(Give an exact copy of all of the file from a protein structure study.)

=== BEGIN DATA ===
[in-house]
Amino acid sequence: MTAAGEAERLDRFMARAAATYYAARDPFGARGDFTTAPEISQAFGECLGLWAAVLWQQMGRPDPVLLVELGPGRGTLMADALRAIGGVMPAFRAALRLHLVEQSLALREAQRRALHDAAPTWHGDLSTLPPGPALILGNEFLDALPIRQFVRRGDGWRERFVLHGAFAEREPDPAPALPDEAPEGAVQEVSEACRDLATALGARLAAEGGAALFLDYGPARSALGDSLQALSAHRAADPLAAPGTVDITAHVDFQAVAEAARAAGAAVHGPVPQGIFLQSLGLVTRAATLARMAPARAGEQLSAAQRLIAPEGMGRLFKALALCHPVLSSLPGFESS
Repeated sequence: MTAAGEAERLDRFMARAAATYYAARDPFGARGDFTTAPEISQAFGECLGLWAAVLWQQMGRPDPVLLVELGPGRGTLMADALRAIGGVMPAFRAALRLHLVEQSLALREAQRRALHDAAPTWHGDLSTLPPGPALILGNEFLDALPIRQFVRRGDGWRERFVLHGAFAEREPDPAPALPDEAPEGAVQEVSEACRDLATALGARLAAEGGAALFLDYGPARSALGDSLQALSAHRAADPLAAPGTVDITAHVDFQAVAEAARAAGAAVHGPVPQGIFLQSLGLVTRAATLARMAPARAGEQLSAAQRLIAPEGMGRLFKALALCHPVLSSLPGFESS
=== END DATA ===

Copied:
[in-house]
Amino acid sequence: MTAAGEAERLDRFMARAAATYYAARDPFGARGDFTTAPEISQAFGECLGLWAAVLWQQMGRPDPVLLVELGPGRGTLMADALRAIGGVMPAFRAALRLHLVEQSLALREAQRRALHDAAPTWHGDLSTLPPGPALILGNEFLDALPIRQFVRRGDGWRERFVLHGAFAEREPDPAPALPDEAPEGAVQEVSEACRDLATALGARLAAEGGAALFLDYGPARSALGDSLQALSAHRAADPLAAPGTVDITAHVDFQAVAEAARAAGAAVHGPVPQGIFLQSLGLVTRAATLARMAPARAGEQLSAAQRLIAPEGMGRLFKALALCHPVLSSLPGFESS
Repeated sequence: MTAAGEAERLDRFMARAAATYYAARDPFGARGDFTTAPEISQAFGECLGLWAAVLWQQMGRPDPVLLVELGPGRGTLMADALRAIGGVMPAFRAALRLHLVEQSLALREAQRRALHDAAPTWHGDLSTLPPGPALILGNEFLDALPIRQFVRRGDGWRERFVLHGAFAEREPDPAPALPDEAPEGAVQEVSEACRDLATALGARLAAEGGAALFLDYGPARSALGDSLQALSAHRAADPLAAPGTVDITAHVDFQAVAEAARAAGAAVHGPVPQGIFLQSLGLVTRAATLARMAPARAGEQLSAAQRLIAPEGMGRLFKALALCHPVLSSLPGFESS